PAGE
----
Acta Paediatr 2005, 94:1203-1207. PubMed Abstract OpenURL

  3. Aarnoudse-Moens CS, Weisglas-Kuperus N, van Goudoever JB, Oosterlaan J: Meta-analysis of neurobehavioral outcomes in very preterm and/or very low birth weight children.

    Pediatrics 2009, 124:717-728. PubMed Abstract | Publisher Full Text OpenURL

  4. Bhutta AT, Cleves MA, Casey PH, Cradock MM, Anand KJ: Cognitive and behavioral outcomes of school-aged children who were born preterm: a meta-analysis.

    JAMA 2002, 288:728-737. PubMed Abstract | Publisher Full Text OpenURL

  5. Saigal S, Doyle LW: An overview of mortality and sequelae of preterm birth from infancy to adulthood.

    Lancet 2008, 371:261-269. PubMed Abstract | Publisher Full Text OpenURL

  6. Halvorsen T, Skadberg BT, Eide GE, Roksund OD, Markestad T: Better care of immature infants; has it influenced long-term pulmonary outcome.

    Acta Paediatr 2006, 95:547-554. PubMed Abstract | Publisher Full Text OpenURL

  7. Smith LJ, van Asperen PP, McKay KO, Selvadurai H, Fitzgerald DA: Reduced exercise capacity in children born very preterm.

    Pediatrics 2008, 122:e287-e293. PubMed Abstract | Publisher Full Text OpenURL

  8. Vrijlandt EJ, Gerritsen J, Boezen HM, Grevink RG, Duiverman EJ: Lung function and exercise capacity in young adults born prematurely.

    Am J Respir Crit Care Med 2006, 173:890-896. PubMed Abstract | Publisher Full Text OpenURL

  9. Zwicker JG, Harris SR: Quality of life of formerly preterm and very low birth weight infants from preschool age to adulthood: a systematic review.

    Pediatrics 2008, 121:e366-e376. PubMed Abstract | Publisher Full Text OpenURL

  10. Indredavik MS, Vik T, Heyerdahl S, Romundstad P, Brubakk AM: Low-birthweight adolescents: quality of life and parent-child relations.

    Acta Paediatr 2005, 94:1295-1302. PubMed Abstract OpenURL

  11. Johnson A, Bowler U, Yudkin P, Hockley C, Wariyar U, Gardner F, et al.: Health and school performance of teenagers born before 29 weeks gestation.

    Arch Dis Child Fetal Neonatal Ed 2003, 88:F190-F198. PubMed Abstract | Publisher Full Text | PubMed Central Full Text OpenURL

  12. Saigal S, Feeny D, Rosenbaum P, Furlong W, Burrows E, Stoskopf B: Self-perceived health status and health-related quality of life of extremely low-birth-weight infants at adolescence.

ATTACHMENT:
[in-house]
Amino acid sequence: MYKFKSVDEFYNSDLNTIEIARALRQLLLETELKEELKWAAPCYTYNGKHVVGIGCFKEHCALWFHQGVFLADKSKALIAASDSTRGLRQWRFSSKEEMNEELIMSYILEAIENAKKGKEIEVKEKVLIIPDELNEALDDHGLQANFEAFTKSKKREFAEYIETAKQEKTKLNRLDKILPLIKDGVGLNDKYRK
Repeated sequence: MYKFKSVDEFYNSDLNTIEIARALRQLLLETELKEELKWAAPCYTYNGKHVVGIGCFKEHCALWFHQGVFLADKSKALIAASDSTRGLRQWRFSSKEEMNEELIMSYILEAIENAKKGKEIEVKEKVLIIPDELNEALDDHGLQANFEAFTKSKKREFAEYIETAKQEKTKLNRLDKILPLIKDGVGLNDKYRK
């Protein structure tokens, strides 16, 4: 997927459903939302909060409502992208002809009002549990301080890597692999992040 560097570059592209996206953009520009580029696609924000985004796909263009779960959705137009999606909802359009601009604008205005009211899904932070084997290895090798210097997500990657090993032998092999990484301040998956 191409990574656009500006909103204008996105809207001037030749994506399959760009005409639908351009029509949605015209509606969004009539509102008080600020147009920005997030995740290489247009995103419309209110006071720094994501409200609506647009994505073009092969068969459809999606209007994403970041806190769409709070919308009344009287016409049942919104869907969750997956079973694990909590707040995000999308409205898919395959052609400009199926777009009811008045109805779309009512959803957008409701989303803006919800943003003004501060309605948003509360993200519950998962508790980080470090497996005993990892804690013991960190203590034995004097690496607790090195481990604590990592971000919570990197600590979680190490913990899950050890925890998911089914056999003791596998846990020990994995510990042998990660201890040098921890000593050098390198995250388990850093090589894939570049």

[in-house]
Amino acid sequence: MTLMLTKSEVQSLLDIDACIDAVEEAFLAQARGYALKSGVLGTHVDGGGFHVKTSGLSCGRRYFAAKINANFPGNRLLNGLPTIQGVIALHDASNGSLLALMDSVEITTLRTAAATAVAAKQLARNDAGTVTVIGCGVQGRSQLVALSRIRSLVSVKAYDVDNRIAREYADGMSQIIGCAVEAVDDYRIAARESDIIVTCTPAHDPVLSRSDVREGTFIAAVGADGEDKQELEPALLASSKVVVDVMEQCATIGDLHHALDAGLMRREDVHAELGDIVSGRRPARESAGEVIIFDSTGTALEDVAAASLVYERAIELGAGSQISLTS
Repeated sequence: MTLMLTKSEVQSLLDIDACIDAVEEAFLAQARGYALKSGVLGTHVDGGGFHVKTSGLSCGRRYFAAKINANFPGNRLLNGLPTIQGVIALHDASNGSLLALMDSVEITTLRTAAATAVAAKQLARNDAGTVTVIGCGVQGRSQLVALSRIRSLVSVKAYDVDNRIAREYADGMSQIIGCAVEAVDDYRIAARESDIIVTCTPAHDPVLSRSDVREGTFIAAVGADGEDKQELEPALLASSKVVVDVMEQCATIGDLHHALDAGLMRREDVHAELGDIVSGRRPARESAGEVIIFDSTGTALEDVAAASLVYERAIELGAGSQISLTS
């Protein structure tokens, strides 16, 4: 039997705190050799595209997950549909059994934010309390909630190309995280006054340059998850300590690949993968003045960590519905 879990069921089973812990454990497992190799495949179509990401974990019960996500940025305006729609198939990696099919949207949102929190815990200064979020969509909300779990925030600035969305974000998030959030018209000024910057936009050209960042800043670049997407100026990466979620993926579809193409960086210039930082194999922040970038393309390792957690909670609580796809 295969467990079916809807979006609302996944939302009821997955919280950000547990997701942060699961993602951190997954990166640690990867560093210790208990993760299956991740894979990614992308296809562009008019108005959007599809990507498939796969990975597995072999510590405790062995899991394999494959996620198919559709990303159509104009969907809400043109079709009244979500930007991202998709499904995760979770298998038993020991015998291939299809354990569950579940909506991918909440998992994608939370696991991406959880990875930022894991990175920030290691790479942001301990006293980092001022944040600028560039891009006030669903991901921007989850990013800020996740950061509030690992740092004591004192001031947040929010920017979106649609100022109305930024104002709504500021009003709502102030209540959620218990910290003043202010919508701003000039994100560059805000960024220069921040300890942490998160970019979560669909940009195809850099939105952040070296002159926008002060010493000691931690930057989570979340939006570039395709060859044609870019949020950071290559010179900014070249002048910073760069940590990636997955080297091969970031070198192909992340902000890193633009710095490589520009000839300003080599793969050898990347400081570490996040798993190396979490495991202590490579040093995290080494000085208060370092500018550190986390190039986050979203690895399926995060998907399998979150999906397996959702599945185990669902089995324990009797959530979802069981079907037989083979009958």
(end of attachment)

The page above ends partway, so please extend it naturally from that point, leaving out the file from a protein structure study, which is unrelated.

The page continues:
JAMA 1996, 276:453-459. PubMed Abstract | Publisher Full Text OpenURL

  13. Donohue PK: Health-related quality of life of preterm children and their caregivers.

    Ment Retard 2002, 8:293-297. Publisher Full Text OpenURL

  14. Eiser C: Children's quality of life measures.

    Arch Dis Child 1997, 77:350-354. PubMed Abstract | Publisher Full Text | PubMed Central Full Text OpenURL

  15. Davis E, Waters E, Mackinnon A, Reddihough D, Graham HK, Mehmet-Radji O, et al.: Paediatric quality of life instruments: a review of the impact of the conceptual framework on outcomes.

    Dev Med Child Neurol 2006, 48:311-318. PubMed Abstract | Publisher Full Text OpenURL

  16. Drotar D: Validating measures of pediatric health status, functional status, and health-related quality of life: key methodological challenges and strategies.

    Ambul Pediatr 2004, 4:358-364. PubMed Abstract | Publisher Full Text OpenURL

  17. Skjaerven R, Gjessing HK, Bakketeig LS: Birthweight by gestational age in Norway.

    Acta Obstet Gynecol Scand 2000, 79:440-449. PubMed Abstract | Publisher Full Text OpenURL

  18. Polgar G, Promadhat V: Pulmonary Function Testing in Children: Techniques and Standards. Philadelphia: Saunders; 1971. OpenURL

  19. Landgraf JM, Abetz L, Ware JE: The CHQ User's Manual. Second printing. Boston, MA: HealthAct; 1999. OpenURL

  20. World Health Organization. Frequently asked questions [http://www.who.int/suggestions/faq/en/index.html] webcite

    2010.

    Ref Type: Electronic Citation

  21. Selvaag AM, Flatø B, Landgraf JM, Lien G, Sørskaa D, Vinje O, et al.: VII European Paediatric Rhematology Congress. Annual Scientific Meeting of PRES.

    Annals of the Rheumatic Diseases 2000, 59:713-749. PubMed Abstract | Publisher Full Text | PubMed Central Full Text OpenURL

  22. Selvaag AM, Ruperto N, Asplin L, Rygg M, Landgraf JM, Forre O, et al.: The Norwegian version of the Childhood Health Assessment Questionnaire (CHAQ) and the Child Health Questionnaire (CHQ).

    Clin Exp Rheumatol 2001, 19:S116-S120. PubMed Abstract OpenURL

  23. Selvaag AM, Flato B, Lien G, Sorskaar D, Vinje O, Forre O: Measuring health status in early juvenile idiopathic arthritis: determinants and responsiveness of the child health questionnaire.

    J Rheumatol 2003, 30:1602-1610. PubMed Abstract | Publisher Full Text OpenURL

  24. Fayers PM, Machin D: Quality of life The assessment, analysis and interpretation of patient-reported outcomes. Second edition. West Sussex: John Wiley & Sons Ltd; 2007. OpenURL

  25. Davis C: Statistical Methods for the Analysis of Repeated Measurements. New York: Springer-Verlag; 2002. OpenURL

  26. Pocock SJ, Collier TJ, Dandreo KJ, de Stavola BL, Goldman MB, Kalish LA, et al.: Issues in the reporting of epidemiological studies: a survey of recent practice.

    BMJ 2004, 329:883. PubMed Abstract | Publisher Full Text | PubMed Central Full Text OpenURL

  27. Slattery MM, Morrison JJ: Preterm delivery.